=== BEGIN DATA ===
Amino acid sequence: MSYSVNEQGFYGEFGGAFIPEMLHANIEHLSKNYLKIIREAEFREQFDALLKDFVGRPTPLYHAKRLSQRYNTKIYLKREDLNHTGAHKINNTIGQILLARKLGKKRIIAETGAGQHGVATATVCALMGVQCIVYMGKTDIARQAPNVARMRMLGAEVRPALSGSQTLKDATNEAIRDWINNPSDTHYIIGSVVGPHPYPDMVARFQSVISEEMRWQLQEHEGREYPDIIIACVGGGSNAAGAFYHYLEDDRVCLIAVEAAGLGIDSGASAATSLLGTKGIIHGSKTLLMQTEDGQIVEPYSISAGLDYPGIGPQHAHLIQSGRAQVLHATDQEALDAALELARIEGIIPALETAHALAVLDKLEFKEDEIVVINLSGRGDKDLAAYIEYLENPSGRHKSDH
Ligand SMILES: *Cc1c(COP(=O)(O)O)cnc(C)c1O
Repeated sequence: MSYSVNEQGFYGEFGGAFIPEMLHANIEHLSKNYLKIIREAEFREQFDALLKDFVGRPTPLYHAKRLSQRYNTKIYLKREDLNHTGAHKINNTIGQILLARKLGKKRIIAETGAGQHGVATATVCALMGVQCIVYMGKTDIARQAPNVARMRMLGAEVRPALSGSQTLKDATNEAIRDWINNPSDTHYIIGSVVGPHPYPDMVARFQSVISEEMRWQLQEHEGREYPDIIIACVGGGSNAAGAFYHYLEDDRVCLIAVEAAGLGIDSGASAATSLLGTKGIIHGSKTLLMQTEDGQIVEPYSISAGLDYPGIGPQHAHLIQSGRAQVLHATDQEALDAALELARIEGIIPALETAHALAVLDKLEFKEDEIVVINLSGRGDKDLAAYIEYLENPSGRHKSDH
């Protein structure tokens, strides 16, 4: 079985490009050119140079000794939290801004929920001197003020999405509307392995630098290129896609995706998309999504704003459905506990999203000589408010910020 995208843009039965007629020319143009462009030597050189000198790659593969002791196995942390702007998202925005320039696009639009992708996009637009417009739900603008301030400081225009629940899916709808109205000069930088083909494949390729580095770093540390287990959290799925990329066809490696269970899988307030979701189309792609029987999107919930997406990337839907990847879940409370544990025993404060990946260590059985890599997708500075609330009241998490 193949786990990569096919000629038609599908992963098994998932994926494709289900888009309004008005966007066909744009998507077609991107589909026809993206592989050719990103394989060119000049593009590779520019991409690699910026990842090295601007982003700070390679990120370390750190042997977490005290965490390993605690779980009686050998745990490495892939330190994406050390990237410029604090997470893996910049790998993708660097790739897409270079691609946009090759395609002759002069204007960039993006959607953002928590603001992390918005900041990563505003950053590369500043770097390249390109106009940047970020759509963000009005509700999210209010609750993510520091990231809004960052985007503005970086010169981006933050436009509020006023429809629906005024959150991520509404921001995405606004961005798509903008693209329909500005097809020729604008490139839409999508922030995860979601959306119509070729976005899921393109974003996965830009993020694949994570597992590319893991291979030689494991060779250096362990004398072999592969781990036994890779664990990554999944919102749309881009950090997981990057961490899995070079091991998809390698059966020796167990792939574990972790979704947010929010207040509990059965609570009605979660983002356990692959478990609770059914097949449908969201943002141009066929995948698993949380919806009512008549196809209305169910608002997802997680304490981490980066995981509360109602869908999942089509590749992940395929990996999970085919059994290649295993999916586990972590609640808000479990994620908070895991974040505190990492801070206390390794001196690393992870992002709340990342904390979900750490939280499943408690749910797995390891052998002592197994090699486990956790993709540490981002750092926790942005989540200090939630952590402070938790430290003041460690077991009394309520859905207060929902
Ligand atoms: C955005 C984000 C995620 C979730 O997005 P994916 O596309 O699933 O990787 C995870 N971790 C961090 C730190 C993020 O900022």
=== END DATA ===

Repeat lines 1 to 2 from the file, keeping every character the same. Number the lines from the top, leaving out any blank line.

Amino acid sequence: MSYSVNEQGFYGEFGGAFIPEMLHANIEHLSKNYLKIIREAEFREQFDALLKDFVGRPTPLYHAKRLSQRYNTKIYLKREDLNHTGAHKINNTIGQILLARKLGKKRIIAETGAGQHGVATATVCALMGVQCIVYMGKTDIARQAPNVARMRMLGAEVRPALSGSQTLKDATNEAIRDWINNPSDTHYIIGSVVGPHPYPDMVARFQSVISEEMRWQLQEHEGREYPDIIIACVGGGSNAAGAFYHYLEDDRVCLIAVEAAGLGIDSGASAATSLLGTKGIIHGSKTLLMQTEDGQIVEPYSISAGLDYPGIGPQHAHLIQSGRAQVLHATDQEALDAALELARIEGIIPALETAHALAVLDKLEFKEDEIVVINLSGRGDKDLAAYIEYLENPSGRHKSDH
Ligand SMILES: *Cc1c(COP(=O)(O)O)cnc(C)c1O